So... I guess when you're back to blogging, you're really back to blogging. That's all I'm going to say about that. Marie reminds me that blogging about blogging is the most boringest thing ever.
Yesterday I talked about feeling sort of floundering when it comes to finding my own Lenten practice. It can't really be to commit to going to the communion services every week (done) or going to small group every week (done) or doing a Bible study every week (done) or attending a contemplative prayer service (done) or catching up on scripture readings (done) or having a special prayer time (done). I already do all of those things. Believe me I'm not saying that to toot my spiritual horn. In fact, quite the opposite. The very fact that I do do (doo doo, ha) all those things further complicates the quest for a spiritual practice. I do all of that stuff already because it's my job. Yes, I love my job, but it's still my job. It's hardly a discipline that refreshes and renews and restores. So for me, I need a practice this lent that will take me to a new place, a quiet place... a place where I get to be the observer and the follower, not the leader. Last night I figured out I've been there for about a week. That place is Mitford.
See, last Sunday I started to read the Mitford Series. The Mitford Series is a series about a small town preacher, Father Tim, and the adventures in his little town. The author, Jan Karon, is so descriptive in her writing that you can smell the apple pie baking. There's even little line drawings of the town so you can see where the diner is in relation to the tiny chapel. I love these books, because they take me away. They are spiritual for me in that Father Tim is an excellent minister. He's humble and kind. He quotes scripture. He has a dog named Barnabas. For the past week, I've been travelling to Mitford in my spare time. While I'm waiting for my tacos I read about Dooley and his endeavour to earn a new red bicycle. As I'm drifting off to sleep, I get caught up in the story of Cynthia, and I wonder if she's going to get that heart transplant after all. While I'm waiting for a breakfast meeting to begin, I wonder who ate Father Tim's lunch from the church refrigerator, and I wonder if it's the same person that ate that angel food cake a couple of weeks ago. It's a perfect, perfect place for this pastor to go this lent. It occurred to me last night, as I was reading, that this is my spiritual practice for lent. I've already been doing it for a week, it has all of the components of a spiritual discipline. Reading these books refreshes me and deepens my faith, and I have to make a conscious effort to dedicate some time to it. Also, it is enjoyable which is, for me, a prerequisite of a healthy spiritual practice. Why practice something you hate?)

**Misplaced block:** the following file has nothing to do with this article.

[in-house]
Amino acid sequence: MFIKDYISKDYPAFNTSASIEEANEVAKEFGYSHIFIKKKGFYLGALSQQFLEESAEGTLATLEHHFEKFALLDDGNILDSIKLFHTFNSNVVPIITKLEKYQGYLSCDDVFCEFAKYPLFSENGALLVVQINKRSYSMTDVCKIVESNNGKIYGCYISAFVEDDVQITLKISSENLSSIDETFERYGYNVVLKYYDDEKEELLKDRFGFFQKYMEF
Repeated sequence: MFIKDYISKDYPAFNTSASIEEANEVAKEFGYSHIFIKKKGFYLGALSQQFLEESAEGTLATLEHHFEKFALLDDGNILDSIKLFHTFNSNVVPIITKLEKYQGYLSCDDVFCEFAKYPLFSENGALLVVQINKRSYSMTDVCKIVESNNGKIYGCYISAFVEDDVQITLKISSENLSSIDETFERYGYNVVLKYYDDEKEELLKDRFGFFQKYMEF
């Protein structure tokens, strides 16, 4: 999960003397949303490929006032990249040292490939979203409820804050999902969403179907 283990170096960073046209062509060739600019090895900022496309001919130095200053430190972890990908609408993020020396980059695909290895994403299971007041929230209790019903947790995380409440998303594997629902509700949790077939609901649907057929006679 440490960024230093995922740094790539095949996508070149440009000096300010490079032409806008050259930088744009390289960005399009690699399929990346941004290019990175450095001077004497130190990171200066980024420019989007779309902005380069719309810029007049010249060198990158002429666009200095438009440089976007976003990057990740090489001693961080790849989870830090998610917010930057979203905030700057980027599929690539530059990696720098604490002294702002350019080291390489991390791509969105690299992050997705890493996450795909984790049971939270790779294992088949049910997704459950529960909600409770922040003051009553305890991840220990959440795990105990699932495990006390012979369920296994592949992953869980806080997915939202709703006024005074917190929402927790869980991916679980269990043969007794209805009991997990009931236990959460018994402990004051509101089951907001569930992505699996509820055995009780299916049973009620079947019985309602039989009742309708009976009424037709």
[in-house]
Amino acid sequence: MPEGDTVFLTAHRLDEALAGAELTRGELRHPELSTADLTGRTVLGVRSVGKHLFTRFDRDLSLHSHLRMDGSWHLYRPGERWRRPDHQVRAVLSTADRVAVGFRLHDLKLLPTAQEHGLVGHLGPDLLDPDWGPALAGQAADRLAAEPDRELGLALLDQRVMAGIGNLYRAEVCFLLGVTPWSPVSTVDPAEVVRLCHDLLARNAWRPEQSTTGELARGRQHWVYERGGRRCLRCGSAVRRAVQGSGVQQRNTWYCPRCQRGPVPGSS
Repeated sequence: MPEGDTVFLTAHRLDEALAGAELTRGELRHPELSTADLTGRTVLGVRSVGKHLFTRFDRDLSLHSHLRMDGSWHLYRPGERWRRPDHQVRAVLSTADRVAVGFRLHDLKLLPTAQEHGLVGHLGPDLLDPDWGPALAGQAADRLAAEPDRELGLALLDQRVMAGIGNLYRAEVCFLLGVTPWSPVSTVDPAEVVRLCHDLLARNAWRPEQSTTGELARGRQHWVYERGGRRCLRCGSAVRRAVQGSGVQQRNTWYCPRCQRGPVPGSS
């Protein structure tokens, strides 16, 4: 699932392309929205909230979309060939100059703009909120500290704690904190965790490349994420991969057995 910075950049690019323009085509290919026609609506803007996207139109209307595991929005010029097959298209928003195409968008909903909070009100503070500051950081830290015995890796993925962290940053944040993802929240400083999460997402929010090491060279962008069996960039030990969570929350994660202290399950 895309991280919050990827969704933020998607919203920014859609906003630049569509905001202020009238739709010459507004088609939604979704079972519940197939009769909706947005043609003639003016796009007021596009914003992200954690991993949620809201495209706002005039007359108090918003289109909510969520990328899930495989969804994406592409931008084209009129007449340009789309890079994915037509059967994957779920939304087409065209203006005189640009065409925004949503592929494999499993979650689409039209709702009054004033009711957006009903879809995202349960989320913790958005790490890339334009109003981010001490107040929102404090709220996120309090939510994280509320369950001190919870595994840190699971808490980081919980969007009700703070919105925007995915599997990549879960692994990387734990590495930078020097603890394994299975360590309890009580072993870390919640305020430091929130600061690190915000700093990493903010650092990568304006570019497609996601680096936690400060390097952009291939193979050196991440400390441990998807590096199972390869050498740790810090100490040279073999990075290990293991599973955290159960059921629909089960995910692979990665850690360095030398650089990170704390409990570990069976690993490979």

So, this Lent, in addition to all of those Lenten practices I will be doing, I will be reading the Mitford Series. I'll give a report at the end of Lent.
How about you?